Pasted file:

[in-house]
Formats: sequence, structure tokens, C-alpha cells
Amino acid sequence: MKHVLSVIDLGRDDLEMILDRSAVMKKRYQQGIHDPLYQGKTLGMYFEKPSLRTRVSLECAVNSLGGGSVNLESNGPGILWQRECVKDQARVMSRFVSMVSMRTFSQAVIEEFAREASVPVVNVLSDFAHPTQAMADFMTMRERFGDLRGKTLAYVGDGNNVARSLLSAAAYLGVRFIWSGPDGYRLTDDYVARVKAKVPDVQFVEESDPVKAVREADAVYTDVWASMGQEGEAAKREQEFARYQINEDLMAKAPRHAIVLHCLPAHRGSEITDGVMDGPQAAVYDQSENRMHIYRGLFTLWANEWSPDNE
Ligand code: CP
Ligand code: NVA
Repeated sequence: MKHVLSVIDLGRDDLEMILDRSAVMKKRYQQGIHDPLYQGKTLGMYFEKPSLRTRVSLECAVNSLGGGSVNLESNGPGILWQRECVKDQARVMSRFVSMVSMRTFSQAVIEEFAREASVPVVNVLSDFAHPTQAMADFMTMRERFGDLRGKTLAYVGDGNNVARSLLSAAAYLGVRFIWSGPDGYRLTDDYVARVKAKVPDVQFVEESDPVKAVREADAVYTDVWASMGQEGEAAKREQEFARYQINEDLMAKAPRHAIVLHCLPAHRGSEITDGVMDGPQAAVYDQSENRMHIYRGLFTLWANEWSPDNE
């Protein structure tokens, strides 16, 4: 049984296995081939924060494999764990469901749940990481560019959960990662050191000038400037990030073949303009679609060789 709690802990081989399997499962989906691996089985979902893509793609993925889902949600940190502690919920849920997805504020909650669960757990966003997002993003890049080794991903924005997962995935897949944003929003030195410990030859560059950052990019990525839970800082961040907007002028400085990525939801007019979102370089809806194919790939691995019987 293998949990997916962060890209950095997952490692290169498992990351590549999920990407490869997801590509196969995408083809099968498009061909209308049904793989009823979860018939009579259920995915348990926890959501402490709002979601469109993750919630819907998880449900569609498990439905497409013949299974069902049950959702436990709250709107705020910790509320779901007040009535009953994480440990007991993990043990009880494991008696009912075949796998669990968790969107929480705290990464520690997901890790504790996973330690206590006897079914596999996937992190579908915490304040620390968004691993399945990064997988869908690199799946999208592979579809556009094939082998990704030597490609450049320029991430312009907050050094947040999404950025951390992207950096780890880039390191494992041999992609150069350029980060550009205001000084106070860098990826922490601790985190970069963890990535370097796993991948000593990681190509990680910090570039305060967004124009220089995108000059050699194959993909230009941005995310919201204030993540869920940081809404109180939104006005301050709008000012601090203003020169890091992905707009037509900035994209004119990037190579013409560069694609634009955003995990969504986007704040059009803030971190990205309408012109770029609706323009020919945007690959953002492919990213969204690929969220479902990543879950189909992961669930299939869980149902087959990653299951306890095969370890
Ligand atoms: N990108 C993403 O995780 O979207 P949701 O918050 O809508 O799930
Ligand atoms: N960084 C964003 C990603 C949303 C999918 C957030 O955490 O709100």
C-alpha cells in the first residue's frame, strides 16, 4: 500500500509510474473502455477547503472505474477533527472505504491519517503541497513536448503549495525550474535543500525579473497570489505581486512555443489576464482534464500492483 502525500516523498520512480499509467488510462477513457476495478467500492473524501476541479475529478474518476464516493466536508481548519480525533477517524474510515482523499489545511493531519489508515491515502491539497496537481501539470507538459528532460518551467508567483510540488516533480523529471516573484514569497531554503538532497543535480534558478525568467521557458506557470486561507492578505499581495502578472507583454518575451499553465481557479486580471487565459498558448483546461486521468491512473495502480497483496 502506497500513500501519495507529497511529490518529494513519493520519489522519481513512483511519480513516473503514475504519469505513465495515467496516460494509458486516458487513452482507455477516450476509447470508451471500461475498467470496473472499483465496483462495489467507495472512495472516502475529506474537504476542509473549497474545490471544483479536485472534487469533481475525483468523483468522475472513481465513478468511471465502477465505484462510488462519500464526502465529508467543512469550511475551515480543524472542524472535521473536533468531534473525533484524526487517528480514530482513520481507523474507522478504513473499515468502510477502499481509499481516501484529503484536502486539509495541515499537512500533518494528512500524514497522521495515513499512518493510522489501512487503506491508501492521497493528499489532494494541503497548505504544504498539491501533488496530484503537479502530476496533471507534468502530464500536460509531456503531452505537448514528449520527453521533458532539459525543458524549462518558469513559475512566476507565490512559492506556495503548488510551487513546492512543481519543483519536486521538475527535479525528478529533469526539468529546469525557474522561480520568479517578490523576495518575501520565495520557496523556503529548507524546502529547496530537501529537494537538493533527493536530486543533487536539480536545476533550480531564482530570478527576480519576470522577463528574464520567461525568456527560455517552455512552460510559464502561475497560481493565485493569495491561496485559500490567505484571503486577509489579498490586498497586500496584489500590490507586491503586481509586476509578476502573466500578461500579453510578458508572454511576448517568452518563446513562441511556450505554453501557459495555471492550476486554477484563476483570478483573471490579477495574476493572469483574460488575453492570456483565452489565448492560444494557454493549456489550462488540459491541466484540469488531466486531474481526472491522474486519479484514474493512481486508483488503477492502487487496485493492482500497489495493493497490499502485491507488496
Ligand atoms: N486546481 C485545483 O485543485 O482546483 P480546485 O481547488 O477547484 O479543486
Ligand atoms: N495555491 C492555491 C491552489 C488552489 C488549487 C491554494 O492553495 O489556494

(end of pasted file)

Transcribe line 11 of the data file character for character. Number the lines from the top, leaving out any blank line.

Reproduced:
Ligand atoms: N486546481 C485545483 O485543485 O482546483 P480546485 O481547488 O477547484 O479543486